Section 7 reflects on the prospect for environmental cooperation and peacemaking in this and other regions of conflict.
In July 2003, the government of President Álvaro Uribe took the unprecedented step of opening formal peace talks with the AUC. This publication is the collection of papers that resulted from a conference hosted by the Wilson Center to explore key issues in the Government-AUC peace talks, the prospects for an eventual negotiated settlement, and the key challenges ahead.
Includes table of contents, feature articles, and excerpts from official statements and documents.
Complete set of commentaries on population, health, environment, and conflict in Africa by Wangari Maathai, Marc Ravalomanana, John Katunga, Milline J. Mbonile, Nana K. Poku, Anthony Nyong, Kenneth Omeje, and Patricia Kameri-Mbote.
Event summaries from meetings sponsored by the Environmental Change and Security Program between June 1999 and May 2000.
Experts review new publications.
Washington, D.C.: Woodrow Wilson International Center for Scholars; Kennan Institute Occasional Paper Series #271, 1998. PDF 18 pages.
January 2005 - In November 2004, the US government recognized the former Yugoslav Republic of Macedonia under its constitutional name, the Republic of Macedonia. State Department spokesperson Richard Boucher described this as underscoring US commitment to "a permanent, multiethnic and democratic Macedonia within its existing borders." The recognition, on the eve of a potentially divisive referendum in the country, can be seen as belated acknowledgment of the achievement of Macedonia's political leadership since the country's declaration of independence in 1991. Despite economic and political pressure from its southern neighbor Greece, persistent military threat from Milosevic's Serbia to the north and high-profile tensions over the collective rights of Albanians within the country, which precipitated an armed insurgency in 2001, Macedonia has emerged as a candidate for EU membership, with all major political forces committed to interethnic accommodation and market democracy.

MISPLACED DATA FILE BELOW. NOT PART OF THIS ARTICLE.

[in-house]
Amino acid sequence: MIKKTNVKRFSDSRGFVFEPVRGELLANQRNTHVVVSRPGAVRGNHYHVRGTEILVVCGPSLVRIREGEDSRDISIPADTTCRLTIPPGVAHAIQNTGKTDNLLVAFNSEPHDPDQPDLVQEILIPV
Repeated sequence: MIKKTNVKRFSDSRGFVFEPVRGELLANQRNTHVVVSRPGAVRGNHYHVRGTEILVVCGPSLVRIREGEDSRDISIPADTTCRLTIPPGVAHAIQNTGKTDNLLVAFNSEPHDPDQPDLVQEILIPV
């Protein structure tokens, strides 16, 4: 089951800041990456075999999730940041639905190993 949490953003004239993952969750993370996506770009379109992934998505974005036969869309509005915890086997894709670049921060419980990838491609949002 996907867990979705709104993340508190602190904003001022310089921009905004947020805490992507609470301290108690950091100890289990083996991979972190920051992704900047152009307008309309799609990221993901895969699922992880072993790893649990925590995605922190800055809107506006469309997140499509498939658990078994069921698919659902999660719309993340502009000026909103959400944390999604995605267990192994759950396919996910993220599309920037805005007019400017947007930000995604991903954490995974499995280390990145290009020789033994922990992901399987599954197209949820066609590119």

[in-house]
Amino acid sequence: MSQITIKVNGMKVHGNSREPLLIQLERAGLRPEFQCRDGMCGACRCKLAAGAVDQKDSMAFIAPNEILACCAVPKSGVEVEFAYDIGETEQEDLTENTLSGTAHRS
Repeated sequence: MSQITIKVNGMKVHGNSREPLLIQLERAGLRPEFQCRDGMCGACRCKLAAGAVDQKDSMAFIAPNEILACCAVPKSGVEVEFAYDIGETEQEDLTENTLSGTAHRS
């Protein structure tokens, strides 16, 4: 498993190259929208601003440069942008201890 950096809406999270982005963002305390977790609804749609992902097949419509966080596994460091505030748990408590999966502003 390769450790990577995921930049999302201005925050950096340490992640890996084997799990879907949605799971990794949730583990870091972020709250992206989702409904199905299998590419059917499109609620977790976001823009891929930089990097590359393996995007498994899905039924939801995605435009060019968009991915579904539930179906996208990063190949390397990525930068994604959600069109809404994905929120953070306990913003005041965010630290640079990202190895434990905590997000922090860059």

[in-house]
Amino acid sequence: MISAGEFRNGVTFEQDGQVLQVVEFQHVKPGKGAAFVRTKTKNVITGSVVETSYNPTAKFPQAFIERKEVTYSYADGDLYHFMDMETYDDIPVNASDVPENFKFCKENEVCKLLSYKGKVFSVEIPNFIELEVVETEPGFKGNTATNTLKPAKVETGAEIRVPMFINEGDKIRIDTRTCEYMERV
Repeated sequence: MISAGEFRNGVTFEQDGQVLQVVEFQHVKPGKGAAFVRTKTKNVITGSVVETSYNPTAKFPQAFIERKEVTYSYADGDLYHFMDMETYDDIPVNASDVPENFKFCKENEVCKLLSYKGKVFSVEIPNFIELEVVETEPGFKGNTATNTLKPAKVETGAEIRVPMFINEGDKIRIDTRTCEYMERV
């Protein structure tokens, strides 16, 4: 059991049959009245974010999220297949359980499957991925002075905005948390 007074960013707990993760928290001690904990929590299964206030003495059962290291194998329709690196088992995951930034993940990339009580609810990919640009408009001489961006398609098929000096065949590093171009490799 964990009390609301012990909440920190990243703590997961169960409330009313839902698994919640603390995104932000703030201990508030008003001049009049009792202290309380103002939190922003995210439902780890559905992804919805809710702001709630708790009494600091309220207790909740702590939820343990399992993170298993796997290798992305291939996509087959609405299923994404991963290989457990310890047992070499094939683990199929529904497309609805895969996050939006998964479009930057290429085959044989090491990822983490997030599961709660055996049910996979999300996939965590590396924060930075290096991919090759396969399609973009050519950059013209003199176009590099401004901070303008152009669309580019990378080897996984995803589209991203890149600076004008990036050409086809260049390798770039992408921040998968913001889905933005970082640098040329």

Countries that are overwhelmed by environmental problems tend to develop political and economic problems, writes Jared Diamond, Pulitzer Prize-winning author of Guns, Germs, and Steel: The Fates of Human Societies.
PECS News Issue 7 includes articles by Frederick Meyerson and Geoff Dabelko, and a report from the field from the Peruvian Andes.